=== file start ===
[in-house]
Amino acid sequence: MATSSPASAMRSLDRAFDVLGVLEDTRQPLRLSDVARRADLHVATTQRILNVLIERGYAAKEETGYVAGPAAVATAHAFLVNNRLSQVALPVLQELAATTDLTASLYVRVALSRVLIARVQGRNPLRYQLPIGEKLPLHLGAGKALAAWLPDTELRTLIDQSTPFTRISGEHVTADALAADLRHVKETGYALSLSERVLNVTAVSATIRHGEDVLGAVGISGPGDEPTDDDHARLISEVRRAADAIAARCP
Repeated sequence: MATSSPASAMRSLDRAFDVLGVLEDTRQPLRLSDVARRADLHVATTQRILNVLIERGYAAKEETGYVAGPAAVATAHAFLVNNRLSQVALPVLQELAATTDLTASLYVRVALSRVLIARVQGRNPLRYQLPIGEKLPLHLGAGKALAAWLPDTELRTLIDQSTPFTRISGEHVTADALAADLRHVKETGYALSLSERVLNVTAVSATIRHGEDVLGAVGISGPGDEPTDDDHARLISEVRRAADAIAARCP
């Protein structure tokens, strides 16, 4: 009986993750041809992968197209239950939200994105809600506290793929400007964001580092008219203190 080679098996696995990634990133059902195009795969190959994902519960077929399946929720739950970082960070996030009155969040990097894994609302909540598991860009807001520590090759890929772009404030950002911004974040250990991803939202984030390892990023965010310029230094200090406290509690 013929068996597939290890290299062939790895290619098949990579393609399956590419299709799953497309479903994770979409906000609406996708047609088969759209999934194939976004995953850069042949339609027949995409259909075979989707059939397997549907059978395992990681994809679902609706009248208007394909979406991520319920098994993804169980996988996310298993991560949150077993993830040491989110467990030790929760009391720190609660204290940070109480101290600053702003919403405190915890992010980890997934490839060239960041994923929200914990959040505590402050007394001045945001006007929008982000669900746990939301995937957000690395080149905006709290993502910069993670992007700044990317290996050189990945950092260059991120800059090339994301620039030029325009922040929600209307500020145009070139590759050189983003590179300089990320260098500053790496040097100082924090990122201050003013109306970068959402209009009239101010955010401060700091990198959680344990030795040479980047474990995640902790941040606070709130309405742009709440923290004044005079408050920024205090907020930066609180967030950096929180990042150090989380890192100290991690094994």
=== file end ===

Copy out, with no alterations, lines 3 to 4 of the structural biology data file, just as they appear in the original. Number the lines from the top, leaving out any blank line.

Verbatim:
Repeated sequence: MATSSPASAMRSLDRAFDVLGVLEDTRQPLRLSDVARRADLHVATTQRILNVLIERGYAAKEETGYVAGPAAVATAHAFLVNNRLSQVALPVLQELAATTDLTASLYVRVALSRVLIARVQGRNPLRYQLPIGEKLPLHLGAGKALAAWLPDTELRTLIDQSTPFTRISGEHVTADALAADLRHVKETGYALSLSERVLNVTAVSATIRHGEDVLGAVGISGPGDEPTDDDHARLISEVRRAADAIAARCP
């Protein structure tokens, strides 16, 4: 009986993750041809992968197209239950939200994105809600506290793929400007964001580092008219203190 080679098996696995990634990133059902195009795969190959994902519960077929399946929720739950970082960070996030009155969040990097894994609302909540598991860009807001520590090759890929772009404030950002911004974040250990991803939202984030390892990023965010310029230094200090406290509690 013929068996597939290890290299062939790895290619098949990579393609399956590419299709799953497309479903994770979409906000609406996708047609088969759209999934194939976004995953850069042949339609027949995409259909075979989707059939397997549907059978395992990681994809679902609706009248208007394909979406991520319920098994993804169980996988996310298993991560949150077993993830040491989110467990030790929760009391720190609660204290940070109480101290600053702003919403405190915890992010980890997934490839060239960041994923929200914990959040505590402050007394001045945001006007929008982000669900746990939301995937957000690395080149905006709290993502910069993670992007700044990317290996050189990945950092260059991120800059090339994301620039030029325009922040929600209307500020145009070139590759050189983003590179300089990320260098500053790496040097100082924090990122201050003013109306970068959402209009009239101010955010401060700091990198959680344990030795040479980047474990995640902790941040606070709130309405742009709440923290004044005079408050920024205090907020930066609180967030950096929180990042150090989380890192100290991690094994």